No one can feel the life threatening suffering of another, nor can one determine the
    fate of one’s spirit after death, perhaps nothing? Yet a positive wish or prayer for bodily healing can be personal without being religious. Possibly delivering the suffering individual from the fear of death.

    • I never said you can’t pray if it helps you cope.

      I was only talking about those of us who don’t believe in prayer or wishing, and how we respond to those who ask us to.

  2. PJ Davidson says:

    Whenever I am asked to say prayers for anyone or thing, I always reply that I will keep them in my thoughts and that I send best wishes for a positive outcome.

    Anyone who knows my family and me knows that we don’t say prayers because we don’t understand who or what we would pray to. Should we lie? Saving someone from the fear of dying deserves a rational response; we are all dying and we need to have that conversation with our loved ones, not play into irrational fears.

    Fear of pain I do understand so finding a knowledgable medical advisor would be of more help than prayer.

    • I like your attitude. I don’t believe we should lie about our beliefs, though when someone’s dying, we don’t need to make a big fuss if they’re finding comfort one way or another. At that point, it’s about them and their terror, not us and our beliefs.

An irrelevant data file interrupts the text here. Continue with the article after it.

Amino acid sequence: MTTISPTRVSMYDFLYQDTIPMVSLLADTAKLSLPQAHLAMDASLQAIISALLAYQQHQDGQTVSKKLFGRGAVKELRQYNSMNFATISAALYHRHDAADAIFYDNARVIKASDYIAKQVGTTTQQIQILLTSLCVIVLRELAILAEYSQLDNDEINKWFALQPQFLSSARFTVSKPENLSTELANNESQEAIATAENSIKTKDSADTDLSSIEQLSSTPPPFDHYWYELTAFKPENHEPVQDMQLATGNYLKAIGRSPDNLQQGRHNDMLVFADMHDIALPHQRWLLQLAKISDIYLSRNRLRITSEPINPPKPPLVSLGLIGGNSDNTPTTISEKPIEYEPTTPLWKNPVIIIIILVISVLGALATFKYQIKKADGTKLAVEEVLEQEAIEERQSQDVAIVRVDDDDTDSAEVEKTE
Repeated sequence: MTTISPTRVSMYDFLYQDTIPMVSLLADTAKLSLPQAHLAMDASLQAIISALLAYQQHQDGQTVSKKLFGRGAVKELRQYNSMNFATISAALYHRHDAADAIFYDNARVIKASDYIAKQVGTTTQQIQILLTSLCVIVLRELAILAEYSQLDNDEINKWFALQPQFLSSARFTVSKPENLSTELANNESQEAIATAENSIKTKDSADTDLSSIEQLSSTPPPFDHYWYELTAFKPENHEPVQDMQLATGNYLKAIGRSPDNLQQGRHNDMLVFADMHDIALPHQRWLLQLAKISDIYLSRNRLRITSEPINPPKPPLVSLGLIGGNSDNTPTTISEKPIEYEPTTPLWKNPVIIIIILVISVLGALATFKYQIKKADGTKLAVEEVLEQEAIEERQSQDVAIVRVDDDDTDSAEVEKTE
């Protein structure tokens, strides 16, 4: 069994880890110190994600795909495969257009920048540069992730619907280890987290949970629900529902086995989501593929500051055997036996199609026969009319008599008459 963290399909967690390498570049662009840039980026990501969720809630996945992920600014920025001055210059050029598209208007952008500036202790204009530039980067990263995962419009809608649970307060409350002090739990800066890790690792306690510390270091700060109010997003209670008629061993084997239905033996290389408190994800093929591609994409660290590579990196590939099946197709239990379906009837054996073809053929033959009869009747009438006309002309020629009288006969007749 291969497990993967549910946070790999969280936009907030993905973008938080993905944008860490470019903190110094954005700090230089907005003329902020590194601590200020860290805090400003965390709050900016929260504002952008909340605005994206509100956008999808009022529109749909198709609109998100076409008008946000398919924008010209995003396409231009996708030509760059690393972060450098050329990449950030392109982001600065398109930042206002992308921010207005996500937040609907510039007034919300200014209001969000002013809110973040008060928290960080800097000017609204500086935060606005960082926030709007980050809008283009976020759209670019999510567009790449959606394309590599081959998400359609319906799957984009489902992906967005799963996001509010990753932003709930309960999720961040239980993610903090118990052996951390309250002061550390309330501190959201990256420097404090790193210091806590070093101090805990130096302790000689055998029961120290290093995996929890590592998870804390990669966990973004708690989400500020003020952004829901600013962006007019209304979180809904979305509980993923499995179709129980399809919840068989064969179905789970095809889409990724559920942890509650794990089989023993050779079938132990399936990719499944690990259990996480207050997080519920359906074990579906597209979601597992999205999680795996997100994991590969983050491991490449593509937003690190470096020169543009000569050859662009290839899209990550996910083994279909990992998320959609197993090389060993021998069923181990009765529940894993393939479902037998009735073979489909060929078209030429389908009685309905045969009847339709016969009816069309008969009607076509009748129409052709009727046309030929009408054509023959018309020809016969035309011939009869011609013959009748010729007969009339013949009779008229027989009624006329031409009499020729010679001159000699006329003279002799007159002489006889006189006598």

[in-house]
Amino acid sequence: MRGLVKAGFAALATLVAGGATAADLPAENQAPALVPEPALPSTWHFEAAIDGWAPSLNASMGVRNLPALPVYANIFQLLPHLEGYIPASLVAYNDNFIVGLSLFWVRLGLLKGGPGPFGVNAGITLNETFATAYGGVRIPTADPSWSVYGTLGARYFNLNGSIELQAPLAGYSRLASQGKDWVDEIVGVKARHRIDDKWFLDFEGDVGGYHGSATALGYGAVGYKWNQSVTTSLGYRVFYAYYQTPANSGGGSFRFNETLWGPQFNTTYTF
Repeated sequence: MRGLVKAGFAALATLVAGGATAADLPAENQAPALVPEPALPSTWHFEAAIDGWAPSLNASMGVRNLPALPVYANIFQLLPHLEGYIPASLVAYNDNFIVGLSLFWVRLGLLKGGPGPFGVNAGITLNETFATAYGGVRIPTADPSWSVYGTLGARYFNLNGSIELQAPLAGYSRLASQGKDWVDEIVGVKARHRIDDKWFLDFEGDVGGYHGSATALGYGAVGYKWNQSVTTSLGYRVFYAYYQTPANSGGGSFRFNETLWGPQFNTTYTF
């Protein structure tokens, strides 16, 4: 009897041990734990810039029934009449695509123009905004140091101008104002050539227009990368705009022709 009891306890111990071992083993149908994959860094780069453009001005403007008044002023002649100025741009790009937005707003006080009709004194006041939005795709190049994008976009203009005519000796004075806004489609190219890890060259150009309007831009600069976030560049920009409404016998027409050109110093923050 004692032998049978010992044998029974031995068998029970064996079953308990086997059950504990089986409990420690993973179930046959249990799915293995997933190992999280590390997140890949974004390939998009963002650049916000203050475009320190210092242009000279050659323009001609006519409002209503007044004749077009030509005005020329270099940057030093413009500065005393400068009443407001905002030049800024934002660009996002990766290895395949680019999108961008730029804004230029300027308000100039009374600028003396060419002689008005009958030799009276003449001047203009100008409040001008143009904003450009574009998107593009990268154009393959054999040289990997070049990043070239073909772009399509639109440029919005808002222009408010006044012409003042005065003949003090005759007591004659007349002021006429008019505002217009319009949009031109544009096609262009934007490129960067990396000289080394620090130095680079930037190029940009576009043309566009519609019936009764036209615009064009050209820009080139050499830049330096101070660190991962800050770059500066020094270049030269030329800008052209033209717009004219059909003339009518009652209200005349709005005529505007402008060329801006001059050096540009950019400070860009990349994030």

3. Priscilla says:

    As a decendent of Amish & Quakers, a personal well-wishing of future good-health is plenty unless you’d like to send flowers and a nice card.

    • Priscilla says:

      In reply to the first question, yes I agree youngsters may be incompletely evolved in that they are merely following the “rules” set before them in order to be accepted by the in-group, employers, or a religious congregation. If one’s self-image is based on how perfectly one follows rules then fears of imperfection and possible failure [to follow the rules] can be mentally limiting and emotionally devastating. If acceptance by a group means adopting a set of rules or beliefs to get in then how genuine is one’s commitment to that group if all one is doing is “just following the rules?”

      • And if they don’t question the group’s beliefs when they’re relatively young, they may get in the habit of accepting things unconditionally from authorities. Not a good thing in a democracy.

  4. Ron says:

    The teenagers: Such a study falls far short of showing a cause-and-effect relationship. The same mentality that has them conform to certain norms may be what has them adhere to religion.

    Asking for prayers: Anyone who might ask me for prayers should already know that I am a non-believer. If they still ask, well, I’ll have this prayer all prepared: “Dear God, please make so-and-so better. Thank you. The End.”

    • Good, succinct “prayer,” Ron. But why not go all the way and ask God to make the illness not have happened in the first place? I think Superman could do that, so why not an omnipotent God? (Rhetorical question, obviously.)